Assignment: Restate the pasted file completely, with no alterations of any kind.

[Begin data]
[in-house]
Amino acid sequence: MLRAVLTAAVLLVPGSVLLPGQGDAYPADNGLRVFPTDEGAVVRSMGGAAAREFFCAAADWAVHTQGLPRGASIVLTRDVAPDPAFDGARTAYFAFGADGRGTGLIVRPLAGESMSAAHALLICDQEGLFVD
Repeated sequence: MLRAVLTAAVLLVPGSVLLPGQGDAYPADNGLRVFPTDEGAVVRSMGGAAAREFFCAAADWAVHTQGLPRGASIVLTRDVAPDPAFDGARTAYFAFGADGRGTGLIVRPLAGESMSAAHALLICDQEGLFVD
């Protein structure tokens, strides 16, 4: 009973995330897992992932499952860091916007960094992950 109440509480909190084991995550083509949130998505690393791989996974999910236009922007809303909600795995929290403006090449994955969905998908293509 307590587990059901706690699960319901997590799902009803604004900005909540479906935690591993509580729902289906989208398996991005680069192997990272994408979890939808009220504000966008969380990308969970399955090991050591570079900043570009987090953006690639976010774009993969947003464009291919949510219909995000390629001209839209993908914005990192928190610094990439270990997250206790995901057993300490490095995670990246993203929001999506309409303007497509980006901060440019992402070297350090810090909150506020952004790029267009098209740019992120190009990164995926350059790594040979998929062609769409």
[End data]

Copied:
[in-house]
Amino acid sequence: MLRAVLTAAVLLVPGSVLLPGQGDAYPADNGLRVFPTDEGAVVRSMGGAAAREFFCAAADWAVHTQGLPRGASIVLTRDVAPDPAFDGARTAYFAFGADGRGTGLIVRPLAGESMSAAHALLICDQEGLFVD
Repeated sequence: MLRAVLTAAVLLVPGSVLLPGQGDAYPADNGLRVFPTDEGAVVRSMGGAAAREFFCAAADWAVHTQGLPRGASIVLTRDVAPDPAFDGARTAYFAFGADGRGTGLIVRPLAGESMSAAHALLICDQEGLFVD
């Protein structure tokens, strides 16, 4: 009973995330897992992932499952860091916007960094992950 109440509480909190084991995550083509949130998505690393791989996974999910236009922007809303909600795995929290403006090449994955969905998908293509 307590587990059901706690699960319901997590799902009803604004900005909540479906935690591993509580729902289906989208398996991005680069192997990272994408979890939808009220504000966008969380990308969970399955090991050591570079900043570009987090953006690639976010774009993969947003464009291919949510219909995000390629001209839209993908914005990192928190610094990439270990997250206790995901057993300490490095995670990246993203929001999506309409303007497509980006901060440019992402070297350090810090909150506020952004790029267009098209740019992120190009990164995926350059790594040979998929062609769409």